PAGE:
When planning a room – or even a whole new building – most people focus on what it will look like when completed. What is often forgotten is what it’s going to SOUND like!
But when the project is complete and the space is occupied, the acoustic experience can become very important if it is not a good one. And after completion is often the worst time to address the acoustics. Solutions at this stage are more expensive and unplanned treatments can interfere with the original design intentions.
Designers, architects, contractors and even the layperson, can create acoustically effective spaces, with a bit of forethought.
The best time to think about the acoustics of a space is at the planning stage. That’s when you can ensure the most appropriate construction methods, surface materials and layout, and avoid costly re-fits afterward. Consider the following:
#1: How will the room be USED?
A corporate meeting room, a home theatre and a restaurant, for example, have very different acoustic requirements. The meeting room is all about the spoken word: people will be having converstions and they will want to talk and hear with clarity and comfort. A home theatre may be designed with more built-in resonance to enhance the quality of the audio in expensive entertainment systems. And a restaurant needs to be both lively and functional – have that “buzz factor” while at the same time allowing dinner conversation and clear communication with wait staff.
The intended use of a room has significant implications for its acoustic requirements.
#2: What’s OUTSIDE the room?
Is there need to soundproof the space from activities happening elsewhere? Noise entering a room from the street or from adjacent spaces is a very common complaint. Whether it’s the neighbours in the condo building or the guy in the next office or the traffic in the street … it’s intrusive!
If you need to block external noise, you must plan for this in construction. Specific soundproof architectural products such as doors, windows and drywall are available and building materials and techniques can be employed to help with sound insulation (soundproofing).
#3: What are the dimensions and shape?
Sound waves travel in a space until they hit a solid object; then they either bounce or are absorbed. (If allowed to travel far enough, sound waves will eventually dissipate, but at distances greater than found in built environments.) The shape of the room and the distances between opposite surfaces – floor and ceiling or facing walls – will determine the direction and speed of the sound reverberation. You can easily hear this in the difference in sound in a high ceilinged room vs a low ceilinged one.
The good news here is that almost any shape and size room can be made acoustically effective with sound absorptive material applied in appropriate quantity and position. And this isn’t hard to do, when it’s part of the planning stage.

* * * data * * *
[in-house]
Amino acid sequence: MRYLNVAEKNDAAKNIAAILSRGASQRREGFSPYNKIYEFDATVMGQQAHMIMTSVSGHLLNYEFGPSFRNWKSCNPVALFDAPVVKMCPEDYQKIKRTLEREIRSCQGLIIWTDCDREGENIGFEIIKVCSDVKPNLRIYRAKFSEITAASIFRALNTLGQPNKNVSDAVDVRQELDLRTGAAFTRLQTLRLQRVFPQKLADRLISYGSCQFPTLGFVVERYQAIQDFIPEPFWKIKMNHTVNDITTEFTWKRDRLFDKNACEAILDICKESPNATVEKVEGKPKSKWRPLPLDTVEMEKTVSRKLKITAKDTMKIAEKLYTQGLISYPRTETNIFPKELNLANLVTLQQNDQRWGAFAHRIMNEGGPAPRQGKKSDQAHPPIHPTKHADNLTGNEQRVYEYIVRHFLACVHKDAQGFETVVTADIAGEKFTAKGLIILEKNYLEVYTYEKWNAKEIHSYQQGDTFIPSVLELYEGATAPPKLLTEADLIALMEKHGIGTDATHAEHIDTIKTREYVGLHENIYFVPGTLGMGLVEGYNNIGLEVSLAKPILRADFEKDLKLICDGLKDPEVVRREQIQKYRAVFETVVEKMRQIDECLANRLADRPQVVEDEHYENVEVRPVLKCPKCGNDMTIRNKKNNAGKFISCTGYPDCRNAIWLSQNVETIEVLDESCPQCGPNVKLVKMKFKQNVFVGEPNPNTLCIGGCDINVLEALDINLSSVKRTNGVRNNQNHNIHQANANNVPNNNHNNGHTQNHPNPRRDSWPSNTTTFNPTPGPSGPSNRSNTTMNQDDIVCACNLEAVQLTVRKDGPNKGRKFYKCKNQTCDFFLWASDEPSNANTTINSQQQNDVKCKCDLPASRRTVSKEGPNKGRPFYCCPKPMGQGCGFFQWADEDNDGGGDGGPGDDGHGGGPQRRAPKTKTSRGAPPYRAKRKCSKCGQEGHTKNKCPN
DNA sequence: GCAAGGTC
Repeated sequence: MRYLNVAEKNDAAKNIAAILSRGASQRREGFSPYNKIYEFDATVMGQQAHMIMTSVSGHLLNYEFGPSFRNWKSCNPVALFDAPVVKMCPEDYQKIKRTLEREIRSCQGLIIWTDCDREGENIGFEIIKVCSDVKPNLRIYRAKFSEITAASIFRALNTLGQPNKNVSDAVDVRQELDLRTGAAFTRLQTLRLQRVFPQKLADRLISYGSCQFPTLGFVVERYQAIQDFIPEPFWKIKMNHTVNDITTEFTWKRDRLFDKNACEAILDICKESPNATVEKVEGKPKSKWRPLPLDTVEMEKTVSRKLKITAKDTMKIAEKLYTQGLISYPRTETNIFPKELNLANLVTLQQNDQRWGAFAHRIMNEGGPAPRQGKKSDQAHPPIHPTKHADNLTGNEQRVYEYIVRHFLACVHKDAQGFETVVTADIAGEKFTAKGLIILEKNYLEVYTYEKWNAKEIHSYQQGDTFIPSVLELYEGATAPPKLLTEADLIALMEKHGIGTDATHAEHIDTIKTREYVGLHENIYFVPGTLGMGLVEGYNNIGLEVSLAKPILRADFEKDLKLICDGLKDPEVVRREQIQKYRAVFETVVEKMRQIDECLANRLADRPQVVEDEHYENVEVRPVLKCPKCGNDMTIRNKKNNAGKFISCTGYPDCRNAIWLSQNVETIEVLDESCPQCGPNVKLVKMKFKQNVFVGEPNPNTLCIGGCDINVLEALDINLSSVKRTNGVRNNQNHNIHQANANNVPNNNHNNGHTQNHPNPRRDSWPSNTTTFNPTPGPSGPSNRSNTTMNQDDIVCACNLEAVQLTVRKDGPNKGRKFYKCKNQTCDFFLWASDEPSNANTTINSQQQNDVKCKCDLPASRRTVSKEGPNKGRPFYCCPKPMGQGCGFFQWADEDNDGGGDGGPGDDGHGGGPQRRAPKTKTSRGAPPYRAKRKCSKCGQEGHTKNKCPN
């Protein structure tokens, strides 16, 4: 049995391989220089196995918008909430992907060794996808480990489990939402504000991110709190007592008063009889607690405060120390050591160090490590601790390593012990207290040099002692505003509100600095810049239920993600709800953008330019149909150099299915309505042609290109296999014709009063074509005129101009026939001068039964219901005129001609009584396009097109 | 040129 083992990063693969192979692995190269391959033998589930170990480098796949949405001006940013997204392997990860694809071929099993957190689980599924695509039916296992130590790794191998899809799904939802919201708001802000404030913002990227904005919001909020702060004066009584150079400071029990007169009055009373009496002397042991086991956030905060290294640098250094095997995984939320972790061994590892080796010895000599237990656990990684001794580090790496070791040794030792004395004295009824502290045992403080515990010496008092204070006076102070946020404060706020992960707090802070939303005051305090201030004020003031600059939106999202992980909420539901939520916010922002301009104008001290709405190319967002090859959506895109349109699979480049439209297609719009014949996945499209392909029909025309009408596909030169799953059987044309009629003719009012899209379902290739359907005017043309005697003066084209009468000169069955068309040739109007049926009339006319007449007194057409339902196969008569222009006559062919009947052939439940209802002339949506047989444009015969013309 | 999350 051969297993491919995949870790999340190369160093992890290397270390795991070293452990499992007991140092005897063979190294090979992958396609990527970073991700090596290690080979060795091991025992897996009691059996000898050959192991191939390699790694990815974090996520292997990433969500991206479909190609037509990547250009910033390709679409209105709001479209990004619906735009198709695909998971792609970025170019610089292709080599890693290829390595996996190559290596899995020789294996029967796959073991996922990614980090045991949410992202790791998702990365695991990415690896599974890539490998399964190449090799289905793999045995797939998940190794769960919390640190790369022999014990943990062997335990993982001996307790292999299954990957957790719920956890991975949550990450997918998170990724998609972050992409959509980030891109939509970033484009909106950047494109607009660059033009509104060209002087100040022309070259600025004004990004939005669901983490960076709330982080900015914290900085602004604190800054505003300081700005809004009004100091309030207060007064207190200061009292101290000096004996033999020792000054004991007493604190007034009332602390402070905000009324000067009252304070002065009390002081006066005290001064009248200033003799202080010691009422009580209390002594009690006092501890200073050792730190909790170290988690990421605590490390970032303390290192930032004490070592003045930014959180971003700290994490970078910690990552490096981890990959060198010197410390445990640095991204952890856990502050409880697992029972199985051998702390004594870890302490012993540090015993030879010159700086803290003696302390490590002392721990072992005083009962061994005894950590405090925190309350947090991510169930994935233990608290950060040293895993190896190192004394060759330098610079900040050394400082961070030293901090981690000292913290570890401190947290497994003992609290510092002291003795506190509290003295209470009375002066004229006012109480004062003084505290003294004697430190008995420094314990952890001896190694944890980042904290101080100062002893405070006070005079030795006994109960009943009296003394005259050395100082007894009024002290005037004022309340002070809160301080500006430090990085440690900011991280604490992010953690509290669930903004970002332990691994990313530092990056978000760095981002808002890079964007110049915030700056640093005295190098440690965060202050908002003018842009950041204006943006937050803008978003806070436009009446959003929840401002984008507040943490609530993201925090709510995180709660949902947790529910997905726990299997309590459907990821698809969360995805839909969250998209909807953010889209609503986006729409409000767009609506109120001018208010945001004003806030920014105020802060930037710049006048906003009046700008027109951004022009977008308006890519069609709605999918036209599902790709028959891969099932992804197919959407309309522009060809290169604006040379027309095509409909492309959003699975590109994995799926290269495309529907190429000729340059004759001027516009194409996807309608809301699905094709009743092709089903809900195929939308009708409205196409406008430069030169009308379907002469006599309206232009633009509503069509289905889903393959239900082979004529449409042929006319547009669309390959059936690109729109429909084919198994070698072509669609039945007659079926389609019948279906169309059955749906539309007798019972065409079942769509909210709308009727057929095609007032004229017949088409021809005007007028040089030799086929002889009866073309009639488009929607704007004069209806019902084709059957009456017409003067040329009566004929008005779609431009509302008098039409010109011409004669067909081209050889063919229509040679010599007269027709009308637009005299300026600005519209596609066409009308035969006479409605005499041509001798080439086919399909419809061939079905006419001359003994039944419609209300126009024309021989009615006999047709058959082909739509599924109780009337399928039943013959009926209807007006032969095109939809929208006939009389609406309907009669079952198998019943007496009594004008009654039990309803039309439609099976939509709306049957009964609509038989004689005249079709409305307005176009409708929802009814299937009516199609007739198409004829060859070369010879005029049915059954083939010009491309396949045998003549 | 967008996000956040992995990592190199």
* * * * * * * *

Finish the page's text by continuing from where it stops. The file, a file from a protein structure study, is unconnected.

#4: What SURFACE MATERIALS will you be using?
Have you noticed that restaurants have gotten noisier? At the same time as we’ve moved away from the carpets, drapes and lush upholstered seating of years ago, to today’s restaurant design trends of lots of hard surfaces, including wood, glass concrete and metal? Yup, there’s a correlation.
Hard surfaces will bounce more sound and make a room noisier. If your visual preference is for tile, drywall and other non-absorbent surfaces, you may end up with an acoustically disastrous room.
Consider opportunities to use acoustic ceiling materials, carpet on the floor, or acoustic panels on the walls and/or ceiling. And you won’t need to compromise on the esthetics! Designers and manufacturers are creating acoustic products that look great, are easy to install, and will enhance your space visually as well as acoustically.
With a bit of forethought, a room can be as functional and comfortable as it is beautiful. The time to think about the acoustics is in the early planning, so that the design, materials and construction can enhance the end result.
Have a design project in mind? Contact us with your planning questions!
Although acoustics aren’t at the top of the list of most design project plans or decor considerations, we all immediately – and unhappily – know when we’re in a room that’s too noisy. It could be an office where unwanted sound is literally undermining concentration and memory, and distracting from the work to be done. Or a restaurant that’s just too loud for conversation — too many otherwise-great spots serve too much din with the dinner! Could be a home theatre where the expensive AV equipment isn’t giving the promised quality of sound. In any of these situations and many more, acoustic panels may provide results — and relief!